On Oct. 1, I stopped at the UPS store to mail my taxes – something I do to make sure they get filed on time. I was quite surprised at the number of people in line on this particular Saturday, and to learn that maybe three out of four seemed to be shipping the same item– an AT&T U-verse box that they were mailing back to the company. I couldn’t help wondering: was this a coincidence, or just an end-of-the-month ritual? Did they get an alternative service? But there were boxes stacked up everywhere so it seemed they were all being replaced on that day.
Now what struck me is what an opportunity this could offer for AT&T and UPS stores to partner up in a recycling program. If we thought about the fact that cable boxes contain valuable resources such as rare earth metals, we might not be so routinely piling them up like just so many more items to be shipped back by UPS. In fact we could use the UPS store as a pick-up location where containers could be provided to collect these boxes, thus making recycling these materials far easier while having far less of an environmental impact.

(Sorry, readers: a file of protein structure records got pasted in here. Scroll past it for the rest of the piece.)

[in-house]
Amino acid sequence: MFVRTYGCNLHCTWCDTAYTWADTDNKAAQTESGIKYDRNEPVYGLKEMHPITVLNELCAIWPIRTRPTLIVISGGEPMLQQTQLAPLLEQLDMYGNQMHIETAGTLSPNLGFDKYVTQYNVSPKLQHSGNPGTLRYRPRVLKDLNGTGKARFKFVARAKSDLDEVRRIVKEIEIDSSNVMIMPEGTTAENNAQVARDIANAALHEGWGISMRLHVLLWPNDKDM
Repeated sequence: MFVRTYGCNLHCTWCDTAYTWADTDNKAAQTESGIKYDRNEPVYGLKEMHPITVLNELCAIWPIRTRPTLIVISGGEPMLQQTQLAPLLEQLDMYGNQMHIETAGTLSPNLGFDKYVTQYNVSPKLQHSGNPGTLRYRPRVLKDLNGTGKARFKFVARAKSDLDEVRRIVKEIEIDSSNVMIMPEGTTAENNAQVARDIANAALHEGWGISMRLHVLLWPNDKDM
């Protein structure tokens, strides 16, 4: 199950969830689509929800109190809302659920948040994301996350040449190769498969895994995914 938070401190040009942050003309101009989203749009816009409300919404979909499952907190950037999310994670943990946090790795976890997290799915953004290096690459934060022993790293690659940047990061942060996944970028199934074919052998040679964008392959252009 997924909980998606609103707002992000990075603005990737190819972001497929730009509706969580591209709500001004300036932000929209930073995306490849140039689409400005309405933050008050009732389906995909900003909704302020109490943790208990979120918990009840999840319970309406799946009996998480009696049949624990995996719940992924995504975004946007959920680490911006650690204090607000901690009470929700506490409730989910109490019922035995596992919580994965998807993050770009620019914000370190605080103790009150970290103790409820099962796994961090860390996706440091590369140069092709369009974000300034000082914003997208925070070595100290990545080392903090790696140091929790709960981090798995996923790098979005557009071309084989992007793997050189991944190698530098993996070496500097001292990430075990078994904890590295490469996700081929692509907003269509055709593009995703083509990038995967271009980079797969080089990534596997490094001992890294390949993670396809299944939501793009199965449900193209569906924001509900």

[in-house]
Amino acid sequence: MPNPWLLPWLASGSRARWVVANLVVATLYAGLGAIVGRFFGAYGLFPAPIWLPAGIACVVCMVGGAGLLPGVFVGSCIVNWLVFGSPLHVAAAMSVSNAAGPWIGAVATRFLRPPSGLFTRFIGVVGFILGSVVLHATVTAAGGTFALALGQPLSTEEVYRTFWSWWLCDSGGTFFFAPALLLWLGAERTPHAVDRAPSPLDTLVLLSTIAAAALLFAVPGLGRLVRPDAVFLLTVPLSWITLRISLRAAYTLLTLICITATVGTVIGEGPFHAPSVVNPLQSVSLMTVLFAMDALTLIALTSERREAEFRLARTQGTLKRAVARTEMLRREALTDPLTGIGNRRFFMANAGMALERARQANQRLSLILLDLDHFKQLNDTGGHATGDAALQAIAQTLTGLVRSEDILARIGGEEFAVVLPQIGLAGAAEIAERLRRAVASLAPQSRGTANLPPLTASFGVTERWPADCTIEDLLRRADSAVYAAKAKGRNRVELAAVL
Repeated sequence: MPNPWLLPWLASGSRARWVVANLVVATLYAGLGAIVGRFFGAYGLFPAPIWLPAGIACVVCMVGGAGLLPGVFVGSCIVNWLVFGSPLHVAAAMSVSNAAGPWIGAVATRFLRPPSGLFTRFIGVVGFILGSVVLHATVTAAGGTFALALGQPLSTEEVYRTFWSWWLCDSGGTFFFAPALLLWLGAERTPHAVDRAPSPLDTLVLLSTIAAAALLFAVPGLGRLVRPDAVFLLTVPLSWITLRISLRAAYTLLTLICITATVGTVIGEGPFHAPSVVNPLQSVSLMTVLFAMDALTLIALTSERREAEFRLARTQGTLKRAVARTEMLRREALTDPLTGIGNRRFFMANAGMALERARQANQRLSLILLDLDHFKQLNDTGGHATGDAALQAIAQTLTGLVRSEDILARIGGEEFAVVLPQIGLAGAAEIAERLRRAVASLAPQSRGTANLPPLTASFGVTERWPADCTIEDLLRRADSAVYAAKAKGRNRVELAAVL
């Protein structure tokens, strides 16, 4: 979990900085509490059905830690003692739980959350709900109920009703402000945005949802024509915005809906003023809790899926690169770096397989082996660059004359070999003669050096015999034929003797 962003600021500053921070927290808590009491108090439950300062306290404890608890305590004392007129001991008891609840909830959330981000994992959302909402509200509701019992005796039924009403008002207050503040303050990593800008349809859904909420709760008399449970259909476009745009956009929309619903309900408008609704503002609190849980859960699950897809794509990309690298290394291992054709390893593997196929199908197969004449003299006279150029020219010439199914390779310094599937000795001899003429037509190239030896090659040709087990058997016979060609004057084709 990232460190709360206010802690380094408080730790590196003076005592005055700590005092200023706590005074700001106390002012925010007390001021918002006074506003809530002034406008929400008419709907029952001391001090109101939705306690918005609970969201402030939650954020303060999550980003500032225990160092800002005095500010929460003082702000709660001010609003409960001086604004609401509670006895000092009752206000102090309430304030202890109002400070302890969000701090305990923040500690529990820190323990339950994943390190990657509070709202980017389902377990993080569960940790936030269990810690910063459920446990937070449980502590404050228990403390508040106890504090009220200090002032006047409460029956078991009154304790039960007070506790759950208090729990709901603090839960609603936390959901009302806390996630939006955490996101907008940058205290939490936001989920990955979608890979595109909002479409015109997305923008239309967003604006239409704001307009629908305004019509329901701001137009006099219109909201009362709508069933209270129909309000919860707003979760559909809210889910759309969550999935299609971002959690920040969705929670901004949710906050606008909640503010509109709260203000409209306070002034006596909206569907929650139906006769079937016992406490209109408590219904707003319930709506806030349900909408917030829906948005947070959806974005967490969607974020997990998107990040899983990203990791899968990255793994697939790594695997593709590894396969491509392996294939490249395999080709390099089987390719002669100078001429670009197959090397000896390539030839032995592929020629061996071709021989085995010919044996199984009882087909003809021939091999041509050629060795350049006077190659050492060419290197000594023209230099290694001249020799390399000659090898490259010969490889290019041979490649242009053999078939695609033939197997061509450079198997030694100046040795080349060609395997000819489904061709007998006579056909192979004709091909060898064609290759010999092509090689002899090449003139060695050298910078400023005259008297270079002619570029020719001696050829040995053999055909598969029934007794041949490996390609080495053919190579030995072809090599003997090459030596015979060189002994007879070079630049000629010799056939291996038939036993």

It always amazes me that we regularly engage in activities like shipping these boxes back to AT&T without giving a thought to how inefficient, uneconomical and eco-negative they are. Do you suppose if the people in line were actually a little irritated that they even had to bring them back, things might be done differently?
Now don’t get me wrong – I’m not faulting either UPS or AT&T, both of which have been traveling down independent paths of sustainability and doing some great things in this area. But what I would like to see is a new spirit of creative collaboration between these and other environmentally aware enterprises. We really need for companies such as UPS and AT&T to think about consolidating their efforts in order to identify such opportunities for preserving the planet’s precious resources — while eliminating unnecessary carbon-consuming activity in the bargain. At the very least, it would reduce all the waste and inefficiency associated with superfluous shipping.